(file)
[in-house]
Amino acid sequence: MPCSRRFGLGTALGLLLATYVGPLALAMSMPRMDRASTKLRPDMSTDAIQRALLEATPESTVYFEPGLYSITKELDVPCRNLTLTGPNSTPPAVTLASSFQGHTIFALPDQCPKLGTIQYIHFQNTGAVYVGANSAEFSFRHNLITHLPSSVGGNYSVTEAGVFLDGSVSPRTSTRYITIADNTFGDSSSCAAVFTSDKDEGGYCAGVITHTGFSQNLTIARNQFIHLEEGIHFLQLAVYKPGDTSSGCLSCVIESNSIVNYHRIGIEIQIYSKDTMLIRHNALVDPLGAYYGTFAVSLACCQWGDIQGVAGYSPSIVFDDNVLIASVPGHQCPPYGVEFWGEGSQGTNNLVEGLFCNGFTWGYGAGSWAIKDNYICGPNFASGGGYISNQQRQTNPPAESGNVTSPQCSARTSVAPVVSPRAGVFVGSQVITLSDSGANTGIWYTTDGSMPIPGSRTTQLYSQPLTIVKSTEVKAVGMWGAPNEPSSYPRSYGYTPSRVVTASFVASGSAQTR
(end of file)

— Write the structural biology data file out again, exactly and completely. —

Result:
[in-house]
Amino acid sequence: MPCSRRFGLGTALGLLLATYVGPLALAMSMPRMDRASTKLRPDMSTDAIQRALLEATPESTVYFEPGLYSITKELDVPCRNLTLTGPNSTPPAVTLASSFQGHTIFALPDQCPKLGTIQYIHFQNTGAVYVGANSAEFSFRHNLITHLPSSVGGNYSVTEAGVFLDGSVSPRTSTRYITIADNTFGDSSSCAAVFTSDKDEGGYCAGVITHTGFSQNLTIARNQFIHLEEGIHFLQLAVYKPGDTSSGCLSCVIESNSIVNYHRIGIEIQIYSKDTMLIRHNALVDPLGAYYGTFAVSLACCQWGDIQGVAGYSPSIVFDDNVLIASVPGHQCPPYGVEFWGEGSQGTNNLVEGLFCNGFTWGYGAGSWAIKDNYICGPNFASGGGYISNQQRQTNPPAESGNVTSPQCSARTSVAPVVSPRAGVFVGSQVITLSDSGANTGIWYTTDGSMPIPGSRTTQLYSQPLTIVKSTEVKAVGMWGAPNEPSSYPRSYGYTPSRVVTASFVASGSAQTR